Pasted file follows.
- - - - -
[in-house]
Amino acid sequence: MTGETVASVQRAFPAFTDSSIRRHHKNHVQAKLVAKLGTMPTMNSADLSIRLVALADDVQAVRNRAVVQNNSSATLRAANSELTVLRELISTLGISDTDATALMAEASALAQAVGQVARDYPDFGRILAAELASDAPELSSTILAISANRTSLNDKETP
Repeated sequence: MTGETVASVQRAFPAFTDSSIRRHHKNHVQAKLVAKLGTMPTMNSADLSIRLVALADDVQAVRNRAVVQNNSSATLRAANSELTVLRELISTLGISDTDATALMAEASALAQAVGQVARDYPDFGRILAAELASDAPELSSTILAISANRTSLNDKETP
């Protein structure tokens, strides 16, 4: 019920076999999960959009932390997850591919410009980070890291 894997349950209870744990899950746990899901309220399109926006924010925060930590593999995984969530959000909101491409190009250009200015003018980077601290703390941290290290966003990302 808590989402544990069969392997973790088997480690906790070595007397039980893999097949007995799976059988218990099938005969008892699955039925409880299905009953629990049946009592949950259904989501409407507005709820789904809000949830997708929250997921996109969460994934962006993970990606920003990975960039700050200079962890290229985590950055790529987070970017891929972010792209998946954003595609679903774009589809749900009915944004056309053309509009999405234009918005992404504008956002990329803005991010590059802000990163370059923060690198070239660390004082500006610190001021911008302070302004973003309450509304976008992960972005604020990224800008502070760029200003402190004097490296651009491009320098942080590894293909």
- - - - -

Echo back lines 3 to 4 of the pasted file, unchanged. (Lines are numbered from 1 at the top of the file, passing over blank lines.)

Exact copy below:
Repeated sequence: MTGETVASVQRAFPAFTDSSIRRHHKNHVQAKLVAKLGTMPTMNSADLSIRLVALADDVQAVRNRAVVQNNSSATLRAANSELTVLRELISTLGISDTDATALMAEASALAQAVGQVARDYPDFGRILAAELASDAPELSSTILAISANRTSLNDKETP
């Protein structure tokens, strides 16, 4: 019920076999999960959009932390997850591919410009980070890291 894997349950209870744990899950746990899901309220399109926006924010925060930590593999995984969530959000909101491409190009250009200015003018980077601290703390941290290290966003990302 808590989402544990069969392997973790088997480690906790070595007397039980893999097949007995799976059988218990099938005969008892699955039925409880299905009953629990049946009592949950259904989501409407507005709820789904809000949830997708929250997921996109969460994934962006993970990606920003990975960039700050200079962890290229985590950055790529987070970017891929972010792209998946954003595609679903774009589809749900009915944004056309053309509009999405234009918005992404504008956002990329803005991010590059802000990163370059923060690198070239660390004082500006610190001021911008302070302004973003309450509304976008992960972005604020990224800008502070760029200003402190004097490296651009491009320098942080590894293909």